Another day, another experiment in paid content online.
Newsday — the Long Island, N.Y.-based tabloid (and a newspaper I’ll admit I often forget about) – said today that it is putting most of its Web content behind a pay wall.
Beginning Oct. 28, “Most of Newsday.com content will only be available to subscribers of Optimum Online, Newsday, or those willing to pay for it,” the Cablevision-owned paper said. (Optimum Online is owned by Cablevision.)
Those who are not subscribers to Optimum Online or the newspaper who still want access will “have to pay a $5 weekly fee” to access the entire site.
However, some parts of the site will remain free: the home page, school closings, weather, obituaries, classified and entertainment listings.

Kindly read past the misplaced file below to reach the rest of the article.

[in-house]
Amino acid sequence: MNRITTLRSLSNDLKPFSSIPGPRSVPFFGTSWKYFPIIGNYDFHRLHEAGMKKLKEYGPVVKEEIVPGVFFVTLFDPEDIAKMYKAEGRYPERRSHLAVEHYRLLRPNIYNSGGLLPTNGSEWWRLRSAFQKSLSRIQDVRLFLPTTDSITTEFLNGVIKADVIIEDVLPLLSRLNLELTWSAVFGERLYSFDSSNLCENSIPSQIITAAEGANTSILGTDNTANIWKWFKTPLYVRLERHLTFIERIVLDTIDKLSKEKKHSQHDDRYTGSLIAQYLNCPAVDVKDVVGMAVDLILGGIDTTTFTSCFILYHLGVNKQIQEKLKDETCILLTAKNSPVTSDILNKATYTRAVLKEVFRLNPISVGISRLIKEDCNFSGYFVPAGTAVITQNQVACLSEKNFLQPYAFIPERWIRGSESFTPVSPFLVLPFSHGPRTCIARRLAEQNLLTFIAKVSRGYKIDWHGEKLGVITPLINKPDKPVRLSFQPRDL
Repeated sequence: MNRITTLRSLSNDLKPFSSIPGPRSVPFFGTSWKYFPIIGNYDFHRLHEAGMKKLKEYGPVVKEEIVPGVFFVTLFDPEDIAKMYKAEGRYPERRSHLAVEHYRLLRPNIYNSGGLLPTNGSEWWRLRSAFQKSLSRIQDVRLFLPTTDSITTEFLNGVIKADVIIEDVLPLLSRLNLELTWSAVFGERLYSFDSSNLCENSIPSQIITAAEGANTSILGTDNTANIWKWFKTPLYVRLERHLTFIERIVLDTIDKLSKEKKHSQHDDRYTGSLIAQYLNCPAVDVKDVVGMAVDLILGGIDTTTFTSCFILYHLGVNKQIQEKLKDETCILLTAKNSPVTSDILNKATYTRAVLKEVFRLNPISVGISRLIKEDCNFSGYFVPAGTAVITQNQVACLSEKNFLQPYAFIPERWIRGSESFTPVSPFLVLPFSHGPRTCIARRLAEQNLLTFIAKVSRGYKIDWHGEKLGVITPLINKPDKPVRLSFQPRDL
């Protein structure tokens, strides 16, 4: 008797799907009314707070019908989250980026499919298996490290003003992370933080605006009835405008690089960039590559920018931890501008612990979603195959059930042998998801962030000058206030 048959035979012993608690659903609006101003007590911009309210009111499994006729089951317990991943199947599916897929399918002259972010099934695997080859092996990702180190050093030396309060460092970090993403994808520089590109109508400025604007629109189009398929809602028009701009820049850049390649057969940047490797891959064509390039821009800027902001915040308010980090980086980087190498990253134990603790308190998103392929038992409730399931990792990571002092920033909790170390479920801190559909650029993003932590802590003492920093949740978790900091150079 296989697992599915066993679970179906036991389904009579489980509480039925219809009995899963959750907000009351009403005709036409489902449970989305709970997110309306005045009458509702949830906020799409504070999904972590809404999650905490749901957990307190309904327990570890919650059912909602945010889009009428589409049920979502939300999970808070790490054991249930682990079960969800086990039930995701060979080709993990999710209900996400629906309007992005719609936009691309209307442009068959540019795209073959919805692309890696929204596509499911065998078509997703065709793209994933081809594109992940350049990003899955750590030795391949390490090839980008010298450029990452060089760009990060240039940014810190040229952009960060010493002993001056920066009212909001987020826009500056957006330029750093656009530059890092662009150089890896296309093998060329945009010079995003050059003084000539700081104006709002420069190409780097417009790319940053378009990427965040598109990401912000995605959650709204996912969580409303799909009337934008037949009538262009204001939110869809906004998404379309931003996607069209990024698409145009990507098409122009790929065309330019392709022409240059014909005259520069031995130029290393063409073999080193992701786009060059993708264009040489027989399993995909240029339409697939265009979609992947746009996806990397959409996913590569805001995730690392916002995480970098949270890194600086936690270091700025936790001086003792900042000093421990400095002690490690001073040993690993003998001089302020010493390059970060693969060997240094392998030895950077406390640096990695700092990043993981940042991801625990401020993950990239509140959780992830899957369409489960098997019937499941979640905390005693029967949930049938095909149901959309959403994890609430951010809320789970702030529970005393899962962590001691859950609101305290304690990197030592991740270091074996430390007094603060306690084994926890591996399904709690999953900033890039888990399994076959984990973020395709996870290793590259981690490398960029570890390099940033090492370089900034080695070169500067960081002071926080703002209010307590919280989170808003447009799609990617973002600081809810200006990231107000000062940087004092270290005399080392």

Newsday is calling the move “pioneering,” but the idea is nothing new.
It’s what Rupert Murdoch is threatening to do with all of his News Corp. Web sites, including the New York Post’s. (Just this week, the Wall Street Journal announced it would offer users a "professional" version of its Web site — at a premium price.) And the New York Times has been mulling some form of a paid-content model to stave off a slump in digital ad sales.
But the bundle with Cablevision, which reaches 2.5 million customers in the metropolitan area, is an intriguing one.
According to the Audit Bureau of Circulations, Newsday’s daily average paid circulation is 368,194 (426,510 on Sunday) making it the nation’s 12th largest newspaper in terms of circulation, but a distant third behind the Post and Daily News.
The New York Post’s daily average is 558,140, with 357,168 on Sunday. The Daily News daily average is 602,857, with 644,766 on Sunday.